This setup uses the host's built-in username and password database for authentication as an expedient method of authentication. Any valid user presenting a correct password will be able to authenticate and connect.

Suggested procedure for creating a user that can't log into the host but can authenticate to OpenVPN with these settings:

useradd -c "<User Full Name Here>" -d /usr/local/openvpn -s /bin/false <username>

passwd <username>

<username> and <User Full Name Here> are user-specific inputs. The above example assumes ${INSTALL_ROOT} is /usr/local/openvpn; modify as needed if the path is different. It is critical that whatever follows the -s parameter does NOT appear in the /etc/shells file on the host; /bin/false should never be in there.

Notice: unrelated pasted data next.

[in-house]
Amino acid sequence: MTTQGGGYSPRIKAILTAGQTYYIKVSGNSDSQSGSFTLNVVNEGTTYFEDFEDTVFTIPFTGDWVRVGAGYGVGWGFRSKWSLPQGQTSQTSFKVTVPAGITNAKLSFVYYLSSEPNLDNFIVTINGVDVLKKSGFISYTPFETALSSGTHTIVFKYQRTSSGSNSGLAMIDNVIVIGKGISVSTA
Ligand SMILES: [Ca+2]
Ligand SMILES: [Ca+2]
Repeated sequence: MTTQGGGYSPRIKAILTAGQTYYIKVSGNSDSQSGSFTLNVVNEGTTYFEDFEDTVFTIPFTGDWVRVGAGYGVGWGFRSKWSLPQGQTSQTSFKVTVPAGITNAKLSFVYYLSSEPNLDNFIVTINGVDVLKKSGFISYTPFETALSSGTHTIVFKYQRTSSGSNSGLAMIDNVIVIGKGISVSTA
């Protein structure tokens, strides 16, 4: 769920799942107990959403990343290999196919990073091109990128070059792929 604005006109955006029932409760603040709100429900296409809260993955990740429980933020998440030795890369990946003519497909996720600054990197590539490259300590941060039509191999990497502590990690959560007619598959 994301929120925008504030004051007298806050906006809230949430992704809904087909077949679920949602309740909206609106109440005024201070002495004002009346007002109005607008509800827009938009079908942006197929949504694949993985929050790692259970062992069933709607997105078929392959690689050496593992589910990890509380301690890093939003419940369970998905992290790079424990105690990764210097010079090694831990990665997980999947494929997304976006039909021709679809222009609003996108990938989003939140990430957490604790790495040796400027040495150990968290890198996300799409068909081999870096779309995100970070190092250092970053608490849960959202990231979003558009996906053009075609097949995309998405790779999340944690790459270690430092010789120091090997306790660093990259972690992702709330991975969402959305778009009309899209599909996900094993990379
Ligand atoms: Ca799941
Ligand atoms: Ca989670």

For additional security, in /etc/ssh/sshd_config should be the line PasswordAuthentication no to prevent any password authentication. This appears to be the default for Azure VMs but not for regular Linux hosts. This will, of course, require using public key authentication for administrators to log into the host directly. If password authentication to the host is required, create a group for OpenVPN users and then instruct the SSH server to deny logins to that group as follows as root:

  1. groupadd openvpn
  2. Add a -g openvpn argument to the useradd command above
  3. Add a DenyGroups openvpn directive to /etc/ssh/sshd_config

Already-created users can be retroactively added to this group with usermod -a -G openvpn <username>.